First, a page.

Eagle Found Shot, Dead in Nest

From the Bradenton Herald, Florida

January 16, 2008

A nesting eagle was shot and killed over the weekend, outraging members of the Audubon Eagle Watch Program in Manatee and Sarasota counties.

The nest, on Lena Road off State Road 64, is normally monitored by birdwatchers.

"As soon as I looked in the nest, I knew something was wrong. Both adults were in the nest. One was laying across the nest with its beak in the twigs. Something just didn't look right," said Tony Brown, 51, of Parrish, who has been watching the nest since October.

The mother was last seen incubating two eggs in the nest about 5 p.m. Saturday. On Sunday, Brown said, she appeared lifeless when he visited the nest about 11 a.m.

"I can't understand why anyone would do something like that to an innocent bird laying on its eggs," he said. "Somebody comes along and shoots it. It's just senseless."

Birdwatchers removed the dead bird using a bucket truck Monday.

"The eggs were just ice cold. Her wings were kind of spread just a little bit. She was laying on her belly. We noticed the wound on her chest," Brown said.

The bird was taken to a veterinarian at Nokomis Veterinary Clinic, where a bullet wound was found in its chest, said Dale Nauman, volunteer coordinator for the program.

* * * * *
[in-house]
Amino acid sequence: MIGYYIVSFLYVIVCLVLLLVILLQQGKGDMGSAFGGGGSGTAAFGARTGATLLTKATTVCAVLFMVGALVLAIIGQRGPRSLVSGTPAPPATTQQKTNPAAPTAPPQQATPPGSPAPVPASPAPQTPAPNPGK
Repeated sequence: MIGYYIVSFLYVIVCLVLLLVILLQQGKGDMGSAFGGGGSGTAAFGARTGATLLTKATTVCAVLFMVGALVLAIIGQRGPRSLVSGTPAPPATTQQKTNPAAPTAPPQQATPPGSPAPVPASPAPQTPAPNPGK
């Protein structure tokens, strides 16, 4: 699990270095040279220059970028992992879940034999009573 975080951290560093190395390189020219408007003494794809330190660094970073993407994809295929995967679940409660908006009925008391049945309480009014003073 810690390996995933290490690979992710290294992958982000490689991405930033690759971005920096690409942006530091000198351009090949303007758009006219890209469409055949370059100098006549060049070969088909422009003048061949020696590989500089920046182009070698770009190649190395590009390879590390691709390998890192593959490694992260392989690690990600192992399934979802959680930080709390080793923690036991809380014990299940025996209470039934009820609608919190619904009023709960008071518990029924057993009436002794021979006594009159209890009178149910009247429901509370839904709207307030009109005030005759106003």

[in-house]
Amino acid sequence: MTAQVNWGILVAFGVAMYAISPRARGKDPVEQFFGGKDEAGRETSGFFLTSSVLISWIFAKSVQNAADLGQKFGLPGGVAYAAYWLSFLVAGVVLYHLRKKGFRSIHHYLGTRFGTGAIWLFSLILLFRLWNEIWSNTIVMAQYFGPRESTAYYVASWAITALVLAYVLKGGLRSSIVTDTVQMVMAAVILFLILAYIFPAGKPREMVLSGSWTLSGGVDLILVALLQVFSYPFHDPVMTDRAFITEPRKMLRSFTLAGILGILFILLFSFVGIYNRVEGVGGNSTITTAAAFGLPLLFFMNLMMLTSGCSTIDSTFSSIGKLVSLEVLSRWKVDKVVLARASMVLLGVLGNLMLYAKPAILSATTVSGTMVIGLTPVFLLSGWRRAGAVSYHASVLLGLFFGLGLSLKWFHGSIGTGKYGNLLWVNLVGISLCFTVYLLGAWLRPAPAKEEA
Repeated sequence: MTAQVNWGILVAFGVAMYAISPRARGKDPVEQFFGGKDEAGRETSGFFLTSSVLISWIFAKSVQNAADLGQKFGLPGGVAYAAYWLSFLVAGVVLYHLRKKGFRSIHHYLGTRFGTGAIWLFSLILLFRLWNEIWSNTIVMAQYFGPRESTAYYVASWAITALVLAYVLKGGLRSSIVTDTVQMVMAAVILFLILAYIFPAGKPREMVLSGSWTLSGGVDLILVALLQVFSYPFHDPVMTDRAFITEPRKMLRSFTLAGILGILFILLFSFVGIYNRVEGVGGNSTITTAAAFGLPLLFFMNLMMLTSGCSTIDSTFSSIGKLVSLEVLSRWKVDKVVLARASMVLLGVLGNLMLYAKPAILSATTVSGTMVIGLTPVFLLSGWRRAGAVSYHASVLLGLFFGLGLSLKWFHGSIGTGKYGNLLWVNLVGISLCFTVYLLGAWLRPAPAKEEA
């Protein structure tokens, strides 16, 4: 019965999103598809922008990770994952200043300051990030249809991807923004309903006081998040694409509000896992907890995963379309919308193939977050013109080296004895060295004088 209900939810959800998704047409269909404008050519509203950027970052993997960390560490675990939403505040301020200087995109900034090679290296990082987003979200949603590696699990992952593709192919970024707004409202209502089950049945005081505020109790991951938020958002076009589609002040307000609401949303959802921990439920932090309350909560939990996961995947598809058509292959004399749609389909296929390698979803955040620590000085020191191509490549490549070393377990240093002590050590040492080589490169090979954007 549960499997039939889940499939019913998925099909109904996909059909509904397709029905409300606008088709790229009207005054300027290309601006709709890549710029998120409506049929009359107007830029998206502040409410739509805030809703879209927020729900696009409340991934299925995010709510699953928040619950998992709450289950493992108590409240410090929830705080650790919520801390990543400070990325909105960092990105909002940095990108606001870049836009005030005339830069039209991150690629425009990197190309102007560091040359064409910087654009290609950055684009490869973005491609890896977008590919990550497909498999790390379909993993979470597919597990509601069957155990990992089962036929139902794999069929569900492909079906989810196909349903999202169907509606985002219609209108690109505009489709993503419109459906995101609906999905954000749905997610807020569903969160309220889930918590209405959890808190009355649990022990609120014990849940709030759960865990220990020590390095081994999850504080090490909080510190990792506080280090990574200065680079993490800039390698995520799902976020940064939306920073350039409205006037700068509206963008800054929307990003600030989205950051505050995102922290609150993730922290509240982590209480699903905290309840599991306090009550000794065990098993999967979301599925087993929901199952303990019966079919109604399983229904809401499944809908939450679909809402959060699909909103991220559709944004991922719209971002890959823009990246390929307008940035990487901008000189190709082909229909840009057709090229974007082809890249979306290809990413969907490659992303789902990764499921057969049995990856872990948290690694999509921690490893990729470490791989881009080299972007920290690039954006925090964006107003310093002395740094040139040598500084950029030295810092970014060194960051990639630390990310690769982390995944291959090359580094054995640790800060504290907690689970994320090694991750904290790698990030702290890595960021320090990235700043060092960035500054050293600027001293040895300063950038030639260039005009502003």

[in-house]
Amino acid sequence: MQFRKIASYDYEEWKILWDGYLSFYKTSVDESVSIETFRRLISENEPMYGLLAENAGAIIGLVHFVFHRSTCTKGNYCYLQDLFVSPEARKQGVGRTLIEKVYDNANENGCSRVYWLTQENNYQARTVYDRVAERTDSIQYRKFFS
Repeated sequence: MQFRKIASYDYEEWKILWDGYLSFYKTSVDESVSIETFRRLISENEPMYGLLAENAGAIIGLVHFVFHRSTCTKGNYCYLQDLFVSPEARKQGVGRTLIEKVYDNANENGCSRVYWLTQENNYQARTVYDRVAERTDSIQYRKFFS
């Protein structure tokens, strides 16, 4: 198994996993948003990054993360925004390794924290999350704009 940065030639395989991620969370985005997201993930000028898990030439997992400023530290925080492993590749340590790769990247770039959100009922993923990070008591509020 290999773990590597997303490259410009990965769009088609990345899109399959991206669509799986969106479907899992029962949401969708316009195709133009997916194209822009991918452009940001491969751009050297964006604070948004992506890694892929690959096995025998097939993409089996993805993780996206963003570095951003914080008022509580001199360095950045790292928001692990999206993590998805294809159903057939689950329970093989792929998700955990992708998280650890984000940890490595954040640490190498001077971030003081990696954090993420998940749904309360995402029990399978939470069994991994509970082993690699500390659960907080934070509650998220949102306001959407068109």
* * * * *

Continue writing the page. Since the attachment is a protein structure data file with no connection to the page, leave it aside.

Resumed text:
He said there has not been an official cause of death through the investigation.

The bird's killing was reported to the U.S. Fish and Wildlife Service. The investigator could not be reached by phone Tuesday night.

Bald eagles are no longer considered an endangered animal, however, they are still protected under the Bald and Gold Eagle Protection Act.

"You cannot disturb them when they are nesting. You cannot kill them. You can't own any part of them," said Margie Ford, 45, of Parrish, a member of the Eagle Watch.

The penalty for violating the act is a fine of up to $5,000 or one year in prison, or both. Subsequent convictions can result in up to two years in prison or a fine of $10,000, or both.

Nauman said because the eagle's eggs never hatched as a result of her death, there will be three separate charges in the case.

Up to $2,500 of the fine is given as a reward to whoever helps convict the person violating the act.

In Manatee County, there are about 23 active eagles' nests. Combined with Sarasota County, there are a total of 60 eagle nests.

Nauman, who has been involved with the program for 10 years, said the last time an eagle was shot was a couple of years ago in Myakka City.

This week's shooting, he said, was likely "just a random act of someone with a gun who wanted to shoot something."

As for Brown, he continues to watch the nest. As of Tuesday evening, the male was seen sitting in the tree above the nest.

"If he doesn't take a partner and doesn't come back, I feel one of the other eagles will take the nest," Brown said. "It will be a useful nest again."

Reference Link: http://www.bradenton.com/local/story/330884.html (WARNING: Graphic picture)


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